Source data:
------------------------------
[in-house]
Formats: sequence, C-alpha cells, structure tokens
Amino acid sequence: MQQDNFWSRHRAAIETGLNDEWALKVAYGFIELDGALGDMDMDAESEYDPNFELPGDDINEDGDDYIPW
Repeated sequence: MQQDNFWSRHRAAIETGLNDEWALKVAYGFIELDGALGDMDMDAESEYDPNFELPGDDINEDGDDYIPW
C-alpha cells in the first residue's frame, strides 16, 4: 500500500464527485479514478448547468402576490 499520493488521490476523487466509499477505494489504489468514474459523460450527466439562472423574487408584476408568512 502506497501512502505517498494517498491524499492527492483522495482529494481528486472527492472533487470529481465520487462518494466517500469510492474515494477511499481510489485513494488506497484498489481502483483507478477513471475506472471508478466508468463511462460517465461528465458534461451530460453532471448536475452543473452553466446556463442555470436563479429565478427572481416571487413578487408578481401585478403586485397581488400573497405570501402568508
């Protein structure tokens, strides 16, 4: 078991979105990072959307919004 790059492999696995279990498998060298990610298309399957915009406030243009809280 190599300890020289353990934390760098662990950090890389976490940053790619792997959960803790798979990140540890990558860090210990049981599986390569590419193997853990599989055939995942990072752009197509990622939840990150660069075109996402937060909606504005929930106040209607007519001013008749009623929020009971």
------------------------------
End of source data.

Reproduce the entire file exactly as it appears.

[in-house]
Formats: sequence, C-alpha cells, structure tokens
Amino acid sequence: MQQDNFWSRHRAAIETGLNDEWALKVAYGFIELDGALGDMDMDAESEYDPNFELPGDDINEDGDDYIPW
Repeated sequence: MQQDNFWSRHRAAIETGLNDEWALKVAYGFIELDGALGDMDMDAESEYDPNFELPGDDINEDGDDYIPW
C-alpha cells in the first residue's frame, strides 16, 4: 500500500464527485479514478448547468402576490 499520493488521490476523487466509499477505494489504489468514474459523460450527466439562472423574487408584476408568512 502506497501512502505517498494517498491524499492527492483522495482529494481528486472527492472533487470529481465520487462518494466517500469510492474515494477511499481510489485513494488506497484498489481502483483507478477513471475506472471508478466508468463511462460517465461528465458534461451530460453532471448536475452543473452553466446556463442555470436563479429565478427572481416571487413578487408578481401585478403586485397581488400573497405570501402568508
């Protein structure tokens, strides 16, 4: 078991979105990072959307919004 790059492999696995279990498998060298990610298309399957915009406030243009809280 190599300890020289353990934390760098662990950090890389976490940053790619792997959960803790798979990140540890990558860090210990049981599986390569590419193997853990599989055939995942990072752009197509990622939840990150660069075109996402937060909606504005929930106040209607007519001013008749009623929020009971």